A few weeks ago I ran a session like this for my family - one of my daughters wanted to do a murder mystery for her birthday.
I adapted a murder scenario from an old Traveller module, and wrote up some characters (one for each other family member, plus a couple for their entourages, plus a small number of important NPCs whom I played). There was no action resolution in any mechanical sense - the players described what their PCs were doing, and who they were talking to, and I delivered up information as seemed appropriate (eg what they found if they searched a stateroom; what a NPC said if they spoke to him/her; etc).
This is an example of puzzle-solving: the players' goal is to acquire enough information to be able to infer to the hidden bit of my notes (ie whodunnit). It is a different experience from watching an episode of Death in Paradise or The Mentalist, as there is the first-person description element to it. But it doesn't really involve very much more agency.
One way to invest this play with agency is the following:
For every move the group makes (go to place x to investigate, interrogate NPC y, read newpaper article z to suss out connection), their final score is subtracted from a predetermined tally. The less moves they make before solving the puzzle, the better score they get (eg starting at Sherlock Holmes and ending at Amateur Dick).
Done well, that would invest play with a Skilled Play goal and the scorekeeping apparatus to divine the skill.
Yet another way to invest this play with agency is the following:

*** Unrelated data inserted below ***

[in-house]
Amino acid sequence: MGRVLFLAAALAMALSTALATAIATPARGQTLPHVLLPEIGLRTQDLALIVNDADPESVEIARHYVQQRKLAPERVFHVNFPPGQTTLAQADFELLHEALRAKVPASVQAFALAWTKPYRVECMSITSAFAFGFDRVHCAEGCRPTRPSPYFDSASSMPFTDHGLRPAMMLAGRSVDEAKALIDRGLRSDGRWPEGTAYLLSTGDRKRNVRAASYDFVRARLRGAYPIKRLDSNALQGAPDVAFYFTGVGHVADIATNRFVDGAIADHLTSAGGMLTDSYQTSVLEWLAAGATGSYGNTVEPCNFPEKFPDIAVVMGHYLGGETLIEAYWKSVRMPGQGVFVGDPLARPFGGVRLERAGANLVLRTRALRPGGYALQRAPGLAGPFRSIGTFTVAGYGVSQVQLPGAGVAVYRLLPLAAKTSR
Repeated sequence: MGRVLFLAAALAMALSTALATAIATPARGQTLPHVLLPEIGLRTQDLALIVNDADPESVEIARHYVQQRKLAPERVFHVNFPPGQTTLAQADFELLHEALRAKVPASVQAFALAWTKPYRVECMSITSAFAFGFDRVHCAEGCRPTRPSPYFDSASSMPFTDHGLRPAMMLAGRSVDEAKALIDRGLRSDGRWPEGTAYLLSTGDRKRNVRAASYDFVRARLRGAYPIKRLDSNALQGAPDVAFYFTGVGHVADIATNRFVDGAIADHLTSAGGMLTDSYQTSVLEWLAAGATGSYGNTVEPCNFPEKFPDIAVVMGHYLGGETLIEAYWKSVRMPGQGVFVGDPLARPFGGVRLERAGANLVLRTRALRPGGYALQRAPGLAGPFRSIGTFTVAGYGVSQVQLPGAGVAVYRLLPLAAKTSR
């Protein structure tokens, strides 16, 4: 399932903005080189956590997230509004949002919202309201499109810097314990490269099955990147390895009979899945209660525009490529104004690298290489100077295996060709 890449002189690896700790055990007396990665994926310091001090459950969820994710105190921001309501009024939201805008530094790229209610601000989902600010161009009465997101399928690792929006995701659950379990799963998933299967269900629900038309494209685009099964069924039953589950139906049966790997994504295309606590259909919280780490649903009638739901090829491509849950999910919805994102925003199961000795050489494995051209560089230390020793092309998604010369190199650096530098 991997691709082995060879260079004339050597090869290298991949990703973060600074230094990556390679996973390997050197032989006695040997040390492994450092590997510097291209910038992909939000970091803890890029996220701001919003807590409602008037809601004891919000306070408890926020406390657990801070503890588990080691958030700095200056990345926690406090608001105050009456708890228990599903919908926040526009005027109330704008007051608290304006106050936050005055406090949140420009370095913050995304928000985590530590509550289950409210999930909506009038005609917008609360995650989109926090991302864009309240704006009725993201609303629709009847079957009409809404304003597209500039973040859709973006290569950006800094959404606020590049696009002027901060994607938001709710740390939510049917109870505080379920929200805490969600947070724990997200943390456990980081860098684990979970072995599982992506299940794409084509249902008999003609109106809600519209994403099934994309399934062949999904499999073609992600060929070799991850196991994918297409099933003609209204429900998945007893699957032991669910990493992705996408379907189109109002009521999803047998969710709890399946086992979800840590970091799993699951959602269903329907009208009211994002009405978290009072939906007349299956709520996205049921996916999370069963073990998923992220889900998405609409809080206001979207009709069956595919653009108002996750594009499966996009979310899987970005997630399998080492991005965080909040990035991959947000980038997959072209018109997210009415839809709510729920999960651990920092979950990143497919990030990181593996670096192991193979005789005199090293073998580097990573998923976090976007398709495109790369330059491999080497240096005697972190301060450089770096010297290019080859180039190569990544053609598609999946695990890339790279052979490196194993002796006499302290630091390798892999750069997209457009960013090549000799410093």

The 2 players play characters around a murder mystery (not a detective) with a dramatic need (perhaps a card is drawn at the outset of play with a pithy agenda on it). Each player has 1 Relationship Point, 1 Alibi Point, and 1 Clue Point. They can use their Relationship to oblige the GM to have someone important to them enter a scene and can orient that NPC in anyway the player sees fit (the GM then plays it out). They can use their Alibi to oblige the GM to affirm either their alibi or an NPC's alibi when some matter of that alibi is in question (which could have significant trickle down effect up-to-and-including taking the character off the table for the crime). They can spend their Clue to place an item or a piece of forensic evidence in a scene. This can't pin the crime on someone but it can point in a direction. When they spend any Point, they roll 1d6. On a 4-6, they get what they want. On a 2-3, they get what they want, but something else is true that they wish wasn't (perhaps they were going to visit the newspaper next to speak to the lead author of a piece...but they've just showed up in the morgue!). On a 1, things go bad.
Done well, that would invest play with Story Now protagonism where they get to significantly impact the shape and trajectory of the unfolding mystery (including their character and and their characters' relationships orientation to the final outcome).
Without some version of either of those two and without some form of clear, concrete, and game-specific metagoal ("have fun" is none of those things) and corresponding intentful design which allows players to skillfully/artfully pursue it (fulfilling or failing)...I don't see where play invests the players with much agency. Revealing an already written mystery for the sake of the excitement of a well-conceived case-unraveling is fun as hell...but its certainly not brimming with agency.